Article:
In The Know: Fees, Fines, and Add-Ons for Installment Loans

Add-on costs and fees are a growing concern for Coloradans. These additional charges quickly add up and exacerbate financial challenges for consumers. Concerningly, they’re beginning to appear in a growing number of places – whether you’re purchasing concert tickets, renting a hotel room, ordering food – and now, when taking out certain loans.

Colorado lenders must follow state lending laws. These laws limit allowable interest and fees (which are collectively referred to as APR.) Despite existing regulations, however, some add-on costs associated with supervised loans are not incorporated into total APR. Problematically, these exclusions drive up costs and make Colorado a less affordable place to live.

Who and what are supervised lenders?

Supervised lenders are non-depositories, or financial institutions that do not allow customers to make deposits. Supervised lenders in Colorado include SpeedyCash, EZPawn, Check City, Ace Cash, Moneytree, and Checkmate.

How much can supervised lenders charge consumers?

State law governs allowable APR on loans made by supervised lenders. As shown below, Colorado has a tiered rate system, where allowable APR decreases as loan size increases.

This decades-long lending structure was constructed to keep lending costs reasonable, particularly for those who take out high dollar loans.

Add-on charges not included in supervised loan APRs

Though encompassing many charges and fees, APRs for supervised loans do not include all lending costs. Most notably, add-on products sold with the loan, like unemployment or accident insurance, are not considered when developing APR calculations.

In practice, many of these add-on products, though purchased by the consumer, benefit the lender. For example, if the borrower has an unexpected period of unemployment that impacts their ability to repay the loan, an unemployment insurance policy may cover outstanding loan costs owed to the lending company.

In 2022, the Colorado Attorney General’s Office found that slightly more than 35 percent of all supervised loans had at least one add-on product. Approximately 15 percent of all loans had more than one add-on product.

Problems with excluding add-on products from APR calculations

Excluding add-on products like insurance from total loan APR makes supervised loans more expensive than they might initially seem. Many times add-on products are rolled into the total cost of the loan, in turn increasing the principal upon which interest is charged and driving up costs.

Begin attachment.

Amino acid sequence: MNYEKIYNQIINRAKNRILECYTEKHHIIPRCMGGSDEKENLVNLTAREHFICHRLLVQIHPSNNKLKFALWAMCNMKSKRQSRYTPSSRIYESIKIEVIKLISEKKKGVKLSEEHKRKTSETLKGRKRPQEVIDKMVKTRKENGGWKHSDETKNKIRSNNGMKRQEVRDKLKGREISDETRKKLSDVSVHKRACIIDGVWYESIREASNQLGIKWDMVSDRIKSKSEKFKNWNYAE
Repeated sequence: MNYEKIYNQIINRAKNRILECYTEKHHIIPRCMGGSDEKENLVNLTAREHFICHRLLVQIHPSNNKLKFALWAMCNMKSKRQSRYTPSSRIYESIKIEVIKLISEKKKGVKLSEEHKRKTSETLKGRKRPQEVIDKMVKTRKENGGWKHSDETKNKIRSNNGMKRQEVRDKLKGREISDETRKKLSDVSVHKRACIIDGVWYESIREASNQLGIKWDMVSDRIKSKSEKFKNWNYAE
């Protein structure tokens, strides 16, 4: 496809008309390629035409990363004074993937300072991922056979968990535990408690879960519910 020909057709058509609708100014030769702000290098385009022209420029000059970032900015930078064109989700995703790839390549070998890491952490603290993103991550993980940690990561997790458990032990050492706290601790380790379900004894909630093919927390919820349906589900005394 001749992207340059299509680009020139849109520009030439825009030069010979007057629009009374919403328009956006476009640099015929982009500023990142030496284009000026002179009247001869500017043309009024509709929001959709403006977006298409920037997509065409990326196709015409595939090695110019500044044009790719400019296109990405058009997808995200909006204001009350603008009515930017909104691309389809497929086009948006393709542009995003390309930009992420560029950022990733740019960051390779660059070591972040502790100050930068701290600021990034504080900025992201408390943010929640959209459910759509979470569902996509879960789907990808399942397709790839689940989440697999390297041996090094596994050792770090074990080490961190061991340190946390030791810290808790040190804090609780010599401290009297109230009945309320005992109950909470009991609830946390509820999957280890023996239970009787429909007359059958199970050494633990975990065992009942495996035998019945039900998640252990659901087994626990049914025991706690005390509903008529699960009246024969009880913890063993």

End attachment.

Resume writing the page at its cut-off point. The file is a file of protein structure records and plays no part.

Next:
In 2022, the National Consumer Law Center (NCLC) examined supervised loans made in Colorado. Through their work, NCLC found multiple examples where add-on products significantly increased lending costs, as seen in the example below:

Finally, it should be noted that many of these add-on products have received increased scrutiny by the Consumer Financial Protection Bureau (CFPB). In 2023, the CFPB ordered OneMain, a large provider of supervised loans, to pay $20 million as redress for deceptive trade practices related to its selling of add-on products. Among other issues, the CFPB found that One Main misled “consumers into believing they must purchase add-on products to receive loans and that they could cancel the add-on products within a prescribed time period without cost.”

Current laws that exclude add-on products from total APR calculations are allowing lenders to drive up costs in Colorado. Importantly, however, this problem can be addressed. By requiring add-on products to be included in total APR, lending costs can be made more manageable for Coloradans.

Key Facts

  • Colorado has a robust history of prioritizing residents’ financial well-being. We’ve capped APR on payday loans at 36 percent, required out-of-state lenders to follow our state’s lending laws, created a first-of-its-kind statewide Office of Financial Empowerment, and developed a new small dollar loan fund.
  • Nationally, there was a drop in the number of supervised loans taken out during the COVID pandemic. Since 2021, however, supervised lending has rebounded, surpassing pre- pandemic levels.
  • As the number of supervised loans has grown, so have signs of consumer stress. Thanks in part to federal assistance, loan delinquencies fell in 2020. However, since then borrowers are missing payments at rates higher than before the pandemic. Problematically, this can lead to additional charges and fees, which contribute to cycles of poverty and debt.